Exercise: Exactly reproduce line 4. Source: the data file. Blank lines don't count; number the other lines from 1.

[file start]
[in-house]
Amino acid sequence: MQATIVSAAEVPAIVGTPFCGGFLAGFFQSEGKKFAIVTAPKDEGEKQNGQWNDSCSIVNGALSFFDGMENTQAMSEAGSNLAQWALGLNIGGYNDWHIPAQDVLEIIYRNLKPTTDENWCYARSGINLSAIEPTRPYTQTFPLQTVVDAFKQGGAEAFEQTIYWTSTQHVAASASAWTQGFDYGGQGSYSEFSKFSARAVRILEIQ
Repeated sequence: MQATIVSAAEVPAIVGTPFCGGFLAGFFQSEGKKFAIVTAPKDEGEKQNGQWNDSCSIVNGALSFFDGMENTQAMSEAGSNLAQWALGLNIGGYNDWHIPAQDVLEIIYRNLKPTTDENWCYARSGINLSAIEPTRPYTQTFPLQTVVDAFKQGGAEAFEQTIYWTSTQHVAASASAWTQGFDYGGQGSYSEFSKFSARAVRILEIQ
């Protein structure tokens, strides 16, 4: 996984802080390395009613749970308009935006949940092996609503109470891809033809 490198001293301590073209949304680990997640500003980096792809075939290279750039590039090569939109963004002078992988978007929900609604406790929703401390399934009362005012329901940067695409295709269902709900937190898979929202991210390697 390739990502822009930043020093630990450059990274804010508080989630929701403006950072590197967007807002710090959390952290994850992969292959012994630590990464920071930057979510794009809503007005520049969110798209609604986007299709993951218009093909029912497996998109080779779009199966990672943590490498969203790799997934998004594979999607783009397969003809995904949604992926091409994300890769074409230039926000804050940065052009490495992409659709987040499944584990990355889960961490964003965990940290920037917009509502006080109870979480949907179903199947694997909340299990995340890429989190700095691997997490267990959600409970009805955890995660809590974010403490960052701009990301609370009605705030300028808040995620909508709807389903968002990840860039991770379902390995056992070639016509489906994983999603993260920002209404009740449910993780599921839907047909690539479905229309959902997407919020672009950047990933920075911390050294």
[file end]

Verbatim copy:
């Protein structure tokens, strides 16, 4: 996984802080390395009613749970308009935006949940092996609503109470891809033809 490198001293301590073209949304680990997640500003980096792809075939290279750039590039090569939109963004002078992988978007929900609604406790929703401390399934009362005012329901940067695409295709269902709900937190898979929202991210390697 390739990502822009930043020093630990450059990274804010508080989630929701403006950072590197967007807002710090959390952290994850992969292959012994630590990464920071930057979510794009809503007005520049969110798209609604986007299709993951218009093909029912497996998109080779779009199966990672943590490498969203790799997934998004594979999607783009397969003809995904949604992926091409994300890769074409230039926000804050940065052009490495992409659709987040499944584990990355889960961490964003965990940290920037917009509502006080109870979480949907179903199947694997909340299990995340890429989190700095691997997490267990959600409970009805955890995660809590974010403490960052701009990301609370009605705030300028808040995620909508709807389903968002990840860039991770379902390995056992070639016509489906994983999603993260920002209404009740449910993780599921839907047909690539479905229309959902997407919020672009950047990933920075911390050294």